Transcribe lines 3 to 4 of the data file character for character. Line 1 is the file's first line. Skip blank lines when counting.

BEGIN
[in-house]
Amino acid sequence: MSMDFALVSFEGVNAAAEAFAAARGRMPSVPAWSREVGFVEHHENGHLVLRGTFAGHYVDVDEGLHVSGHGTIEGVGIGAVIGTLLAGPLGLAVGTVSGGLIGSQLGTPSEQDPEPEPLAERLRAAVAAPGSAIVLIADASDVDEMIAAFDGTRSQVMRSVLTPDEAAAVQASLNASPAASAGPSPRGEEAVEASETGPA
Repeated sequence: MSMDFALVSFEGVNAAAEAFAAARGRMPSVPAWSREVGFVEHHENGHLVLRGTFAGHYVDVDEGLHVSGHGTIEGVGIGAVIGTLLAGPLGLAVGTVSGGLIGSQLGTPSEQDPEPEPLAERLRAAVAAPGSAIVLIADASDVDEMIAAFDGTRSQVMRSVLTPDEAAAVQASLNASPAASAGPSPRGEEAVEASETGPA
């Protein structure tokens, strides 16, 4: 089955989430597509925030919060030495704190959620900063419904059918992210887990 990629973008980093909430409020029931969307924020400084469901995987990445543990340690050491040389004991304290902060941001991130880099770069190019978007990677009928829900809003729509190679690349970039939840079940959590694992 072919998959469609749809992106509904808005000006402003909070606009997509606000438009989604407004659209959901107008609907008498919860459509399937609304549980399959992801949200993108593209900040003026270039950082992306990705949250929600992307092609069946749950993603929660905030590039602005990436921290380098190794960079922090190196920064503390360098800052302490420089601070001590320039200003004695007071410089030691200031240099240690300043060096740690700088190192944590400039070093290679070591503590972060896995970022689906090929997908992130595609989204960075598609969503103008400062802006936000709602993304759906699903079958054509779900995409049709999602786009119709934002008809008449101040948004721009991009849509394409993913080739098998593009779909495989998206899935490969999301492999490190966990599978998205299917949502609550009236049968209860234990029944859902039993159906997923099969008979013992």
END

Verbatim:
Repeated sequence: MSMDFALVSFEGVNAAAEAFAAARGRMPSVPAWSREVGFVEHHENGHLVLRGTFAGHYVDVDEGLHVSGHGTIEGVGIGAVIGTLLAGPLGLAVGTVSGGLIGSQLGTPSEQDPEPEPLAERLRAAVAAPGSAIVLIADASDVDEMIAAFDGTRSQVMRSVLTPDEAAAVQASLNASPAASAGPSPRGEEAVEASETGPA
């Protein structure tokens, strides 16, 4: 089955989430597509925030919060030495704190959620900063419904059918992210887990 990629973008980093909430409020029931969307924020400084469901995987990445543990340690050491040389004991304290902060941001991130880099770069190019978007990677009928829900809003729509190679690349970039939840079940959590694992 072919998959469609749809992106509904808005000006402003909070606009997509606000438009989604407004659209959901107008609907008498919860459509399937609304549980399959992801949200993108593209900040003026270039950082992306990705949250929600992307092609069946749950993603929660905030590039602005990436921290380098190794960079922090190196920064503390360098800052302490420089601070001590320039200003004695007071410089030691200031240099240690300043060096740690700088190192944590400039070093290679070591503590972060896995970022689906090929997908992130595609989204960075598609969503103008400062802006936000709602993304759906699903079958054509779900995409049709999602786009119709934002008809008449101040948004721009991009849509394409993913080739098998593009779909495989998206899935490969999301492999490190966990599978998205299917949502609550009236049968209860234990029944859902039993159906997923099969008979013992």